Tuesday, January 24, 2017

Fantastic Beasts and Where to Find Them: Escape Into the Potterverse

If you love Harry Potter, you've probably already seen Fantastic Beasts and Where to Find Them. After all, there's nothing more exciting than the chance to re-enter the beloved Potterverse and escape reality for a few hours. However, if you haven't seen it yet, here are some thoughts to help you make your decision.

First off, this movie is an inventive wonder. Written by J.K. Rowling, you cannot quibble about the sheer imagination and wizardry that has gone into fashioning this world. A prequel to the events of the Harry Potter novels, it is set in 1920's New York and gives us the hitherto unknown background of how American witches and wizards dealt with magic. There's new vocabulary to learn (for example, Muggles are known as No-Maj's), new characters to meet, and brand new adventures to be had. Our hero is the British wizard, Newt Scamander (Eddie Redmayne), the man we only know from the novels as the author of Harry's textbook, Fantastic Beasts and Where to Find Them. In this movie, however, Newt is at the start of his career as a magizoologist, a fervent lover of magical creatures who wishes to study them, learn from them, and save them from extinction. When he lands in New York, he serves as the audience surrogate, being as unfamiliar with American magical customs as we are, and he is arrested by Porpentina "Tina" Goldstein (Katherine Waterston) for causing a ruckus with his Niffler and some untoward wand waving.

Tina and her sister Queenie (Alison Sudol) become his magical guides to New York, along with a No-Maj named Jacob Kowalski (Dan Fogler) who becomes an unwitting participant to his schemes. There are multiple plots at play here - Newt has inadvertently let loose a bunch of magical creatures in the city and must track them down. But at the same time, there is a dark force that is terrorizing the town, and getting to the heart of that mystery becomes the ultimate goal of our central cast of characters. This means that the tone of this film is wildly uneven - at times it brims with sheer wonder and visual splendor, then it becomes a funny romp as the No-Maj deals with the crazy magic folk, and then it suddenly becomes a supremely disturbing story involving abused children and dark wizards. Yeah, bet you didn't see that coming.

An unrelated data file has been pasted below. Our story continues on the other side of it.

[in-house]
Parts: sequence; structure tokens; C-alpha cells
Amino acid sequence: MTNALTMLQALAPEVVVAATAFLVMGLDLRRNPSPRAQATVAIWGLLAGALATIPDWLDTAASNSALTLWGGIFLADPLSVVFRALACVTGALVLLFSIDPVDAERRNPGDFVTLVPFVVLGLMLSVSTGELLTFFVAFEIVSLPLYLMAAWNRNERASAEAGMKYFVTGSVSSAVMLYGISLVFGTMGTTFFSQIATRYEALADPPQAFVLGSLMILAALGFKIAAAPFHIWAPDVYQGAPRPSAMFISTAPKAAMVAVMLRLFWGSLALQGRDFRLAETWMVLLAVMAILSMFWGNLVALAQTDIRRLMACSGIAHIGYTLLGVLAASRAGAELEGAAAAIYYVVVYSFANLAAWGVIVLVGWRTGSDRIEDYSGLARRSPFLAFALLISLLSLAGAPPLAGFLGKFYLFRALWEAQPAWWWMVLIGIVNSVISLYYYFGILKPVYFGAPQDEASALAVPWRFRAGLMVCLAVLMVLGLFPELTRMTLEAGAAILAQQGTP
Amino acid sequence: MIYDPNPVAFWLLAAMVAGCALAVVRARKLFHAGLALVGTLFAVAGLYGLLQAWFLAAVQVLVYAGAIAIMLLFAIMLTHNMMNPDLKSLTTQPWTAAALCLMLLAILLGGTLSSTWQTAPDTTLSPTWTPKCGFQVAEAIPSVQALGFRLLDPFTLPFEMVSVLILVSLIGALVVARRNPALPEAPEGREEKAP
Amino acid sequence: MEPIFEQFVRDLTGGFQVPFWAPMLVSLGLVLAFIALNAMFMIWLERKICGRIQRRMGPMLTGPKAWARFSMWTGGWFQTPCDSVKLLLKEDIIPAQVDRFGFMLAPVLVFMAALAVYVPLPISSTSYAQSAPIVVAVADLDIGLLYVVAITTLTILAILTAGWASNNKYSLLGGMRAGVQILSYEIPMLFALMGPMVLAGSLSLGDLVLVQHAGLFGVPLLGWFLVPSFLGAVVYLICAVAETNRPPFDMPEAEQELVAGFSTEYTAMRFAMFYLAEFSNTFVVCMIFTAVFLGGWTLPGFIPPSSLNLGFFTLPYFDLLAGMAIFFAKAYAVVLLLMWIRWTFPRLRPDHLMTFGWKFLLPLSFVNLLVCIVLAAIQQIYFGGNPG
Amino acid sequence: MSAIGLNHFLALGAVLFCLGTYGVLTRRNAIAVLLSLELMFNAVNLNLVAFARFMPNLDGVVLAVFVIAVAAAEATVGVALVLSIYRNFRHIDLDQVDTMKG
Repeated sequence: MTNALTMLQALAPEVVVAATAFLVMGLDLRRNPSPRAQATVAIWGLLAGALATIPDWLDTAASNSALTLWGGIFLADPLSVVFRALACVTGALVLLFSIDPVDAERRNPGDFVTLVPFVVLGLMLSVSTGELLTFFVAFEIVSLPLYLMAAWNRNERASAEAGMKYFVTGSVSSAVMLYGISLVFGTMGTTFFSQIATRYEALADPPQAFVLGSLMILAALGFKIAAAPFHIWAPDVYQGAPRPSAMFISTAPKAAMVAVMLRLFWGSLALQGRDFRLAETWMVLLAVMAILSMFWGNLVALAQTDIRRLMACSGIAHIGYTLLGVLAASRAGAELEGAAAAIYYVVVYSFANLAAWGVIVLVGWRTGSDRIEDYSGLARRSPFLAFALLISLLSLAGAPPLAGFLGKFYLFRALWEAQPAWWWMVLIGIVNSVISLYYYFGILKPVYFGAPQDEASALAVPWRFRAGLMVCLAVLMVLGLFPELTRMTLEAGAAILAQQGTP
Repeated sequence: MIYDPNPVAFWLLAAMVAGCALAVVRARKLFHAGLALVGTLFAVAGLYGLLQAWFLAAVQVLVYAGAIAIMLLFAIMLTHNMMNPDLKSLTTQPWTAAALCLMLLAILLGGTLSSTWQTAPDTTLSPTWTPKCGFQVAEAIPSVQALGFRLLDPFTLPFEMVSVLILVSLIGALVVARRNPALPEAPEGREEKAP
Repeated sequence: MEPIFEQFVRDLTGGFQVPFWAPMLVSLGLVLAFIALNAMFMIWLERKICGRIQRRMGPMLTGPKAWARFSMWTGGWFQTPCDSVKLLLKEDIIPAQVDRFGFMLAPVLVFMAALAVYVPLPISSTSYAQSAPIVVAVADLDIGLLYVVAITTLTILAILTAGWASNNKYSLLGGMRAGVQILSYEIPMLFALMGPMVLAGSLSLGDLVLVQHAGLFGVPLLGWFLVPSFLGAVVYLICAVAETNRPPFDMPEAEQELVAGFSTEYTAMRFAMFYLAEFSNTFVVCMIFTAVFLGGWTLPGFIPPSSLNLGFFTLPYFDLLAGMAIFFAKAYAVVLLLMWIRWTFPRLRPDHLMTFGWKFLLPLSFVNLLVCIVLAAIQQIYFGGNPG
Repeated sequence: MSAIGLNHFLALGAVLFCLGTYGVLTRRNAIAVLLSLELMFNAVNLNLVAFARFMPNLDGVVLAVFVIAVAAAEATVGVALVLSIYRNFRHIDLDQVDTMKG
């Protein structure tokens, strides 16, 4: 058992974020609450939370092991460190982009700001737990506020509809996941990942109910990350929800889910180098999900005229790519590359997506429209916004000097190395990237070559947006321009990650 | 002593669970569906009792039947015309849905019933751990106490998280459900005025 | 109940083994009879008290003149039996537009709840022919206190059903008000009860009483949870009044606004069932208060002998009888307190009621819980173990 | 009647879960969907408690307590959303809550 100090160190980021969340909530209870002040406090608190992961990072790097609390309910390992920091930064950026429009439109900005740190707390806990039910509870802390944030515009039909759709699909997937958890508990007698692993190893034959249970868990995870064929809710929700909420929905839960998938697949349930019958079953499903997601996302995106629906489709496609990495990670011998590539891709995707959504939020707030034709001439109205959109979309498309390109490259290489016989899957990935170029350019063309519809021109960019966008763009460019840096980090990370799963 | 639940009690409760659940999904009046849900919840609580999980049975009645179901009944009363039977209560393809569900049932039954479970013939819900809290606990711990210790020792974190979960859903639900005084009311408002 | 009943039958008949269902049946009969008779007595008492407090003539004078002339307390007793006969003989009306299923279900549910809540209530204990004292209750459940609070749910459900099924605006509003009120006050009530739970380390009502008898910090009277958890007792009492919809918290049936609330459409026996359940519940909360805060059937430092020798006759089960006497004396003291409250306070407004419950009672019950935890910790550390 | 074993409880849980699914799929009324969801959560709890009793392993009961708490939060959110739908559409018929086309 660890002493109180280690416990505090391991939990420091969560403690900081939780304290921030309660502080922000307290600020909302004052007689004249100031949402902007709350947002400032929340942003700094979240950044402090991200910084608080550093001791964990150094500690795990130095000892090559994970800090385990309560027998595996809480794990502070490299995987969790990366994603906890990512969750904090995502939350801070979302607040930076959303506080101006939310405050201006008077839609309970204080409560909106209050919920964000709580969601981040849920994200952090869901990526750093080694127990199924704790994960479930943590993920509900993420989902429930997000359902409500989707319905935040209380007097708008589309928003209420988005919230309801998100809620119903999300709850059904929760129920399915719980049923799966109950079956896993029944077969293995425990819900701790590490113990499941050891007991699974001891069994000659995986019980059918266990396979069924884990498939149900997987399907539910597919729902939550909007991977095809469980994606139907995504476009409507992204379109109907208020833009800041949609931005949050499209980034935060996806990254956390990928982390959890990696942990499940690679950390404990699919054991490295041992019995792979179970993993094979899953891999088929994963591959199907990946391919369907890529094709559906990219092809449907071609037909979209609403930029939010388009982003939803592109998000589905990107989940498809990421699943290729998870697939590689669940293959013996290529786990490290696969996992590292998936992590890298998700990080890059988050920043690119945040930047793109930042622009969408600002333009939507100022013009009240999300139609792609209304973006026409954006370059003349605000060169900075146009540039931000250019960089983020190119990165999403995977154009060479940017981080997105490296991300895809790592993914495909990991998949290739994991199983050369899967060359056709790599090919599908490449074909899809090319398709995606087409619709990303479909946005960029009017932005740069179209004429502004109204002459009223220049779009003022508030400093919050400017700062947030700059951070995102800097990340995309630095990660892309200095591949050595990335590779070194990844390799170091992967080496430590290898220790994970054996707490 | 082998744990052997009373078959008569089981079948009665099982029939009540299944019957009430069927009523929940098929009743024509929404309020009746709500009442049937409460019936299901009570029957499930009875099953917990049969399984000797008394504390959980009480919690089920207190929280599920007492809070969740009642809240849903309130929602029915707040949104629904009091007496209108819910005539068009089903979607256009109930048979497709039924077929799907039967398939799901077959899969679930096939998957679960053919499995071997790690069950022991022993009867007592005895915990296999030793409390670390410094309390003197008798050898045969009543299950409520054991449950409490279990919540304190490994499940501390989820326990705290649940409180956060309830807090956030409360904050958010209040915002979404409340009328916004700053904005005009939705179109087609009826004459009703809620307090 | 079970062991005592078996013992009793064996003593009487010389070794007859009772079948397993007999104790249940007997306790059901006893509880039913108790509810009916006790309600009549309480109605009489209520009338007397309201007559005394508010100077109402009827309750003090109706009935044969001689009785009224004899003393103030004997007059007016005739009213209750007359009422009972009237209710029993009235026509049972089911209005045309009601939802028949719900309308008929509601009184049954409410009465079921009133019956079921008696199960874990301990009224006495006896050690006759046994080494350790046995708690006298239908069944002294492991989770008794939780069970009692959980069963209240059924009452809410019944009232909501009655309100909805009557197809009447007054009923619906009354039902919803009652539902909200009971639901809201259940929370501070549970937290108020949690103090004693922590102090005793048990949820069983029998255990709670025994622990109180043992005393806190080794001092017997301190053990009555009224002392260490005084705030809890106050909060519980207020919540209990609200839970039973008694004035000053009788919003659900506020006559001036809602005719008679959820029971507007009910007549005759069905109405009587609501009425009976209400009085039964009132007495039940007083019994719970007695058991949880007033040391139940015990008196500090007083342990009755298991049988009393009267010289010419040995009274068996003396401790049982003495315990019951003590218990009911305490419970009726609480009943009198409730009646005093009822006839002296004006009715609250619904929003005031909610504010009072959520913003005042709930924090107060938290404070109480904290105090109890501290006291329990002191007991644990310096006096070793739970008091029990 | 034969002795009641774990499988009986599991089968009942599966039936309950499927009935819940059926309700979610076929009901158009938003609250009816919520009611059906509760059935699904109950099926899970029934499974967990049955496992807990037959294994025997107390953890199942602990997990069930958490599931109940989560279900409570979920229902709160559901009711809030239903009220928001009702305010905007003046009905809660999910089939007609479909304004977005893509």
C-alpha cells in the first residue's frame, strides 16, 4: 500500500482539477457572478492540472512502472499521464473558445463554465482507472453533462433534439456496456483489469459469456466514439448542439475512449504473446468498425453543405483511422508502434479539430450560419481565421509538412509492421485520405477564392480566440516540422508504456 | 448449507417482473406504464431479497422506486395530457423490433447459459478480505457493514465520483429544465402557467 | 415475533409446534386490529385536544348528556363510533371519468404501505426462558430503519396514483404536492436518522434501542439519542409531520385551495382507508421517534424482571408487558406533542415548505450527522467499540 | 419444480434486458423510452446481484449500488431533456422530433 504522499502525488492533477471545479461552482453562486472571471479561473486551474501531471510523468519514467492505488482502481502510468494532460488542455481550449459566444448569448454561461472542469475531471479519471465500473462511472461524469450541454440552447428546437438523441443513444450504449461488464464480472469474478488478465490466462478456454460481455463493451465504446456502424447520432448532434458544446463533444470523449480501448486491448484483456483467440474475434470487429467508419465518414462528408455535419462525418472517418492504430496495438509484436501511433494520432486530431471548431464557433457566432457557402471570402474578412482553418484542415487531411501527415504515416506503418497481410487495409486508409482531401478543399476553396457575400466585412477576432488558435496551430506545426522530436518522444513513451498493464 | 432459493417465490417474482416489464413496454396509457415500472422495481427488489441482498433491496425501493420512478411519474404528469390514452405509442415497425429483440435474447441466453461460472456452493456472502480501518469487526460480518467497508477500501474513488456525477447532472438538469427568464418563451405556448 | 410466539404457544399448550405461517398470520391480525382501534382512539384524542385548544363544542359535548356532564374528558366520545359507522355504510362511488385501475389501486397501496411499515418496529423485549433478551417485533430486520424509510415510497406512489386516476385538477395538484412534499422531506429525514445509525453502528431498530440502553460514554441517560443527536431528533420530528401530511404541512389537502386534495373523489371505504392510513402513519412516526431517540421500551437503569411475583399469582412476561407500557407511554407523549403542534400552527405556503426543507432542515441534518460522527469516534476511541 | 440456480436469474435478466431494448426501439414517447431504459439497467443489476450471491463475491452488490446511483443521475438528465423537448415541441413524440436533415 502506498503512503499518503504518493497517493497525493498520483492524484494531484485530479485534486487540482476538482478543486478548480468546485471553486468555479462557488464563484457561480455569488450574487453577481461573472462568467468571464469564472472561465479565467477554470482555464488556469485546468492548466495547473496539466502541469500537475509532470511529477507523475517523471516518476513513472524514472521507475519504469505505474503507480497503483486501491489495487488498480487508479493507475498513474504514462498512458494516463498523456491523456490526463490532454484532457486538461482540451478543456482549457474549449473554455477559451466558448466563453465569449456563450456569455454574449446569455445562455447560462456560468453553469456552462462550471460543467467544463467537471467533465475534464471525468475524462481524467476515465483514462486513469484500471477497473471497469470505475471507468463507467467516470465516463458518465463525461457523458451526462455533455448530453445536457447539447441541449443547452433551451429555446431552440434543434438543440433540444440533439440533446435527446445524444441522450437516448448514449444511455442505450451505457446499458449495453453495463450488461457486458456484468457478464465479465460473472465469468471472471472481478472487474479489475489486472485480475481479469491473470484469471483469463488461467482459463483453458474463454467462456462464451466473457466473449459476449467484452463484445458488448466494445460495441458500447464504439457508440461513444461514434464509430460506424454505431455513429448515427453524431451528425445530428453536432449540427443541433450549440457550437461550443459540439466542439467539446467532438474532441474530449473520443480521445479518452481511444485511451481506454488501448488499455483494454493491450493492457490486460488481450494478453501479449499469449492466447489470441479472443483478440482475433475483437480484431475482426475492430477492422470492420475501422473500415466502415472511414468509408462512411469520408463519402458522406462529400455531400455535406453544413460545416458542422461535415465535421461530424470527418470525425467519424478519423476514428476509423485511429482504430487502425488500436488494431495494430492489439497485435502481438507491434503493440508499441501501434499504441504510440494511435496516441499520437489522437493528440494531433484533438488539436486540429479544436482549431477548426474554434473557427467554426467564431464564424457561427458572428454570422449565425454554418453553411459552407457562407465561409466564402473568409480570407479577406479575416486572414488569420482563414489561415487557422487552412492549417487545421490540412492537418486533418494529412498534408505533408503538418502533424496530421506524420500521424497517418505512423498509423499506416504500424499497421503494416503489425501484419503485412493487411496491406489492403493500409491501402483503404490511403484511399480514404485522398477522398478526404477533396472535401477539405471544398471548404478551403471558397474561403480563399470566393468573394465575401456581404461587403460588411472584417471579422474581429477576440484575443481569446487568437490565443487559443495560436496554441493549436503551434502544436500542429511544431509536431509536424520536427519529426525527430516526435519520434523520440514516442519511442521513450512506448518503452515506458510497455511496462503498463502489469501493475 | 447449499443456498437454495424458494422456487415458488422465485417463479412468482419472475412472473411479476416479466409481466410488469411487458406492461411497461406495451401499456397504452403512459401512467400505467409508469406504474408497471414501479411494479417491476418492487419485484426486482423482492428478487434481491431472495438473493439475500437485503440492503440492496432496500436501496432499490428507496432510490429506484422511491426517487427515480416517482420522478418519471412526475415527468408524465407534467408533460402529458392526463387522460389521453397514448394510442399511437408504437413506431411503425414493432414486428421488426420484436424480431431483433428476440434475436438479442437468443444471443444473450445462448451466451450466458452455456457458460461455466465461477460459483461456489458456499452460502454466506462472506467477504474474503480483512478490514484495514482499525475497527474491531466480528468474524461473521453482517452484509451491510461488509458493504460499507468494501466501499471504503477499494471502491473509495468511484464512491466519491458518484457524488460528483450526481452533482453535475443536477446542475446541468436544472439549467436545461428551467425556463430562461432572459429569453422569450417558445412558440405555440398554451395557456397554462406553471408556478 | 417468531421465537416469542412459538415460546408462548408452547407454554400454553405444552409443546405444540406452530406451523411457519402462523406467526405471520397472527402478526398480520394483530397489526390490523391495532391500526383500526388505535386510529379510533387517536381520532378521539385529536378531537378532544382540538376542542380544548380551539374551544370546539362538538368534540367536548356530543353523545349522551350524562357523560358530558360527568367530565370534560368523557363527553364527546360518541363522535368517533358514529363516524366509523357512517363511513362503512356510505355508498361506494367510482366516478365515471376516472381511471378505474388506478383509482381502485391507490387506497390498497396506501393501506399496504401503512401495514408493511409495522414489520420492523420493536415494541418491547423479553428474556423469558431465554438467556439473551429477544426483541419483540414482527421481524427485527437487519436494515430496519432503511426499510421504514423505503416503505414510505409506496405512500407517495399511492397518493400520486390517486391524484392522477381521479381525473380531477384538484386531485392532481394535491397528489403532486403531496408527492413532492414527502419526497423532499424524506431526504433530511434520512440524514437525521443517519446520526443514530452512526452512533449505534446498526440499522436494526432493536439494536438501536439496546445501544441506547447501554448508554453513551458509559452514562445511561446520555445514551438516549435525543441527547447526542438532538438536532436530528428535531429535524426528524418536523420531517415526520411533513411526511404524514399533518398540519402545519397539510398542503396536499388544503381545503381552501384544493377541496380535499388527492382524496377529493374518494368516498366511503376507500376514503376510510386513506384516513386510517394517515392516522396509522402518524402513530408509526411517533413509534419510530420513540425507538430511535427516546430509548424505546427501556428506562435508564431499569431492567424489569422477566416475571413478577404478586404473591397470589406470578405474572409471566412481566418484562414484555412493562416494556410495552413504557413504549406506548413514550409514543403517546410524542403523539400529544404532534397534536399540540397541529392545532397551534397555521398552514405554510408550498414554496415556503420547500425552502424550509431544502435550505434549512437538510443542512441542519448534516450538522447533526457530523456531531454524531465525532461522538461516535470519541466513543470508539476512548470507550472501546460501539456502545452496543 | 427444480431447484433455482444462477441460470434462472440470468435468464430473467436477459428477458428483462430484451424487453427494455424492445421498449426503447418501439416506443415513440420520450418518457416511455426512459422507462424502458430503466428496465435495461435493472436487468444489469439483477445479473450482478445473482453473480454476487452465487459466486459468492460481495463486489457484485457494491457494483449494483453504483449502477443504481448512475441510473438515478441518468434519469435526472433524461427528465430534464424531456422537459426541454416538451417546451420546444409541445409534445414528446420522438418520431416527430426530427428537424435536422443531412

That varied tone has always been a hallmark of the Potter novels - they started out as wondrous, enchanting tales, but eventually developed into more mature, dark stories that delved into the age-old battle between good and evil. While literature was a great medium to present that gradual tonal shift, it proves to be a bit jarring in a two-hour film. This franchise is eventually going to consist of five movies, so it looks like Rowling will try to spread out the story and ease us into things as carefully as possible. But given that this movie started in 1926 and the subsequent films will encompass the events of World War II, ending in 1945, presumably with the epic showdown between Albus Dumbledore and Gellert Grindelwald (aka "wizard Hitler"), this franchise is just going to keep getting darker.

I will certainly watch this series through to the end, because that is what any dedicated Potter fan would do. My one worry is that it might end up a bloated behemoth like the Hobbit movies, but my one consolation is that these films are based on completely original material, straight from the mind of the brilliant Rowling. Therefore, as dark as things might get, they will certainly never be dull. The cast is definitely excellent (Eddie Redmayne is a perfect Hufflepuff hero, bumbling but brave and true) so I look forward to accompanying them on this journey and finding more fantastic beasts.

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